The new Chairman of the Democratic Congressional Campaign Committee said the release of Census data and Congressional apportionment numbers are far from a disaster for Democrats.
"Today's release of U.S. Census data pours cold water on Republican's hype that redistricting is a disaster for Democrats," Rep. Steve Israel (D-N.Y.) said in a statement Tuesday. “Democratic communities and constituencies have grown in size in states like Arizona, Florida, Nevada, and Washington. In states that will lose a seat, the number of Republicans who will be competing with each other creates opportunities for House Democrats.”
In all, 12 House seats shifted.
The biggest gain, as expected, was the state of Texas, which will have four new House seats. The only other state netting more than one additional seat is Florida, which was awarded two new seats Tuesday.
The biggest losers this round are the presidential battleground state of Ohio and heavily Democratic New York — both of which will lose two seats.
Another eight states will lose one seat — Illinois, New Jersey, Iowa, Michigan, Pennsylvania, Louisiana, Missouri and Massachusetts.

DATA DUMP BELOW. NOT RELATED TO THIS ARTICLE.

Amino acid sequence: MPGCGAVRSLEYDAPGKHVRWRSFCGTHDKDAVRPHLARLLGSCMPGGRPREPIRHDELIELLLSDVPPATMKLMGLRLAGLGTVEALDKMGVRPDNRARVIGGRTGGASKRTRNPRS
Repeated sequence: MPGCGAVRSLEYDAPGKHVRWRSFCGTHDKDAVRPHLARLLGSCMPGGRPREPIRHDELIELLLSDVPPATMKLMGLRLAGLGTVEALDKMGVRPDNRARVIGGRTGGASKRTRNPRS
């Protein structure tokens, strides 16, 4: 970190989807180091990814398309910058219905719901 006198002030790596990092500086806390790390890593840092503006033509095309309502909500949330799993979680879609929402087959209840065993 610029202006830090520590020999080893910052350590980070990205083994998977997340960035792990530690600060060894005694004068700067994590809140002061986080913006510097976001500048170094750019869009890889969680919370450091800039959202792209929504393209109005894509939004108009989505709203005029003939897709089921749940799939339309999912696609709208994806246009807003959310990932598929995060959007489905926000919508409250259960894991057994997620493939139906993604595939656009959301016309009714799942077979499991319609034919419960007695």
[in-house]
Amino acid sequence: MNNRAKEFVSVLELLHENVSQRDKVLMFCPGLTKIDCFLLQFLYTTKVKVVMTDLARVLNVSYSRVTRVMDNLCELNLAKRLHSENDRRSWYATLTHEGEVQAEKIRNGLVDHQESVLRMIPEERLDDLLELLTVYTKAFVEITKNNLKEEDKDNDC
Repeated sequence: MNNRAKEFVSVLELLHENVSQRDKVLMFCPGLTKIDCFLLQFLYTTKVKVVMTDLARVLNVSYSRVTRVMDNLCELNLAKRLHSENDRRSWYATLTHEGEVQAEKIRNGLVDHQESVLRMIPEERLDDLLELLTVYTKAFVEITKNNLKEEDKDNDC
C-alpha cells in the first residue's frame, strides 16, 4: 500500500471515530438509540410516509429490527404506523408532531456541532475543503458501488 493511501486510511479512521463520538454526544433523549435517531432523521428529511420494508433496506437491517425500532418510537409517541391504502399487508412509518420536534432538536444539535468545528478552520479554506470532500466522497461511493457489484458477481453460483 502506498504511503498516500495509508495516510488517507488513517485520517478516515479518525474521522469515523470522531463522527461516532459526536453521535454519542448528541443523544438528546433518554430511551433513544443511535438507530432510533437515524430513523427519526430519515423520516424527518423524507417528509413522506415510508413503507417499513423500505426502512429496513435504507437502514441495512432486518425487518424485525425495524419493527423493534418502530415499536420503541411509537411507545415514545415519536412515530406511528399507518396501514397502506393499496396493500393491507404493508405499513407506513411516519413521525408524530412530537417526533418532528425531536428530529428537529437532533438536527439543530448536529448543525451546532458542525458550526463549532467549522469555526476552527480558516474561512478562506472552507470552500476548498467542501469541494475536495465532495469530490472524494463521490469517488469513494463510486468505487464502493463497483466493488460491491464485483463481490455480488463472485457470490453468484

Six states are gaining just a single seat — Arizona, Nevada, Georgia, South Carolina, Utah and Washington.
Of the states losing seats, President Obama won eight in 2008.
Still, Democrats argue the final numbers are actually better than expected for the party. They point to Minnesota keeping all of its eight House seats and a gain of two in Florida — both states which Obama won in 2008.
Strategists also point out it's GOP House members who could be on the chopping block in states like New York and Ohio, which will both lose two seats.
Israel said Tuesday that Democrats are "prepared, organized and ready" for the next stage of the redistricting process and will "fight any attempts to disenfranchise voters."
The messiest battles could be concentrated in Texas once again. Israel fired a warning shot in his statement Tuesday, vowing the Democrats will never again "allow Republicans to be 'Tom DeLayed' and illegally game redistricting for political advantage."